Bundesrat vote on citizenship law scheduled for February 2

Bundesrat vote on citizenship law scheduled for February 2

After it was passed in the Bundestag on January 19, Germany’s new dual citizenship law has now been scheduled to go to a Bundesrat vote on February 2, for the penultimate stage of the legislative process.

Bundesrat schedules vote on dual German citizenship law

It has now been confirmed that the Bundesrat, which represents the German federal states, will vote on the country’s new dual citizenship law on February 2, 2024.

The new law, which passed through the Bundestag last Friday with 382 votes in favour, 234 against and 23 abstentions, will mean that people who have been resident in Germany for just five years will be eligible for a German passport

They will also be able to keep their original nationality and have dual citizenship. In cases where prospective citizens show impressive achievements in their work and speak German at a C1 level, they will be eligible to apply for citizenship after just three years.

Can the Bundesrat block the citizenship law?

The law is still expected to face criticism in the Bundesrat, namely from the CDU, which has historically been opposed to dual citizenship legislation. But unlike a case in 1999, when the Bavarian wing of the CDU, the CSU, opposed a citizenship law that had already been voted through the Bundestag, the centre-right party does not have the number of representatives it would need to block the law.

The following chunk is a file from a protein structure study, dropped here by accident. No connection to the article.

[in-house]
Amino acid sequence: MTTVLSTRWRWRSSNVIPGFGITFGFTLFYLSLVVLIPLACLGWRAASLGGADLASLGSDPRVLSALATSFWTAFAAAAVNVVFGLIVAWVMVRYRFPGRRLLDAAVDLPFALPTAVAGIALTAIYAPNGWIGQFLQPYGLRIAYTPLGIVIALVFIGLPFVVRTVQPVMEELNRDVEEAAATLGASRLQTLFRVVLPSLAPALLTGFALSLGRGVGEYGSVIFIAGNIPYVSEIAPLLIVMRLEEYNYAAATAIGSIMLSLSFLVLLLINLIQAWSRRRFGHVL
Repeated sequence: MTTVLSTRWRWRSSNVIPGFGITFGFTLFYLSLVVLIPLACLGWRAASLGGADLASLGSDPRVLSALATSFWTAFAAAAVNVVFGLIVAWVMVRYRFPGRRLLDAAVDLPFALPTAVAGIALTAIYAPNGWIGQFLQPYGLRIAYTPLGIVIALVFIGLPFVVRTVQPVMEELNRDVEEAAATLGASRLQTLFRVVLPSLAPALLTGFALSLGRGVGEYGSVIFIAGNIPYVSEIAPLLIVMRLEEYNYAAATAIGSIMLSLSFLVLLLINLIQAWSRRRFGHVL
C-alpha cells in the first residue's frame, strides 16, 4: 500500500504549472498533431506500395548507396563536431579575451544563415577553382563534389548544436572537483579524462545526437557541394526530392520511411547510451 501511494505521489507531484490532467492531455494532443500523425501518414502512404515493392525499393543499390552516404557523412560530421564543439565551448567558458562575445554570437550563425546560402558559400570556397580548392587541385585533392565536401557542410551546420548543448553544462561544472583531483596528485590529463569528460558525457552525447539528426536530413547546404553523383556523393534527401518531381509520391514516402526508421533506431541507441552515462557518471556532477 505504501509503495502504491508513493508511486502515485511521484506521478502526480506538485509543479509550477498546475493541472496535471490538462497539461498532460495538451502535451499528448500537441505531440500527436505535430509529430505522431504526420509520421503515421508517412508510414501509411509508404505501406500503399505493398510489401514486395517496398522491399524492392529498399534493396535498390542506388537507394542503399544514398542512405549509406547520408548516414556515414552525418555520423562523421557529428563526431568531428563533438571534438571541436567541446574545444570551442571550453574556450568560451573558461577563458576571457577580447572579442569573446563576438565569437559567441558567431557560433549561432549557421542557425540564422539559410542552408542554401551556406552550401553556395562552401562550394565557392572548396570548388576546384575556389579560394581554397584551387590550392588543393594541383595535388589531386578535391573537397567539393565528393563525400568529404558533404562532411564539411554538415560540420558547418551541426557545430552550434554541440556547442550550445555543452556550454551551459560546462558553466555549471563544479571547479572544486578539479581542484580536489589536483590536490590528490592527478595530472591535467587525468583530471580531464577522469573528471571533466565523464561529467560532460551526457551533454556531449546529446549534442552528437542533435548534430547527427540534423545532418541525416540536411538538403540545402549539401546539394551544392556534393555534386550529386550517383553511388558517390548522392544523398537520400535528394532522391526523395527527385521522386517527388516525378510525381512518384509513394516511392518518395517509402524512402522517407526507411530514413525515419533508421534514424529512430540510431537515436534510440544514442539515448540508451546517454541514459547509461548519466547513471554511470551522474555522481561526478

February 2 will also not be the first time that the Bundesrat members vote on the law, a draft version of which they passed - with the suggestion of certain amendments - back in October. After this vote, the law was sent to the committee stage, where amendments were debated and added, before heading to the reading stages and the Bundestag vote on January 19.

What’s more, since the dual citizenship law does not concern the budget or amendments to the German constitution (Grundgesetz), it is widely thought that Bundesrat members do not have the power to block the law at this stage. All things considered, coalition politicians are anticipating the Bundesrat vote on February 2 to be little more than a formality - but a necessary, penultimate stage in the legislative process.

If the Bundesrat approves, what happens next?

If the law passes through the Bundesrat without a hitch, Frank-Walter Steinmeier, the current German President, will then be invited to sign the draft into law. 

Since the law concerns nationality, it also includes a clause which rules that three months pass between when the law is signed and when it comes into effect. This is in order to give administrative bodies time to prepare for the new law coming in.

According to this timeline and the Bundesrat vote now confirmed to take place on February 2, this means that the new law should come into effect in early May 2024.

Thumb image credit: Mo Photography Berlin /

Olivia Logan


Olivia Logan



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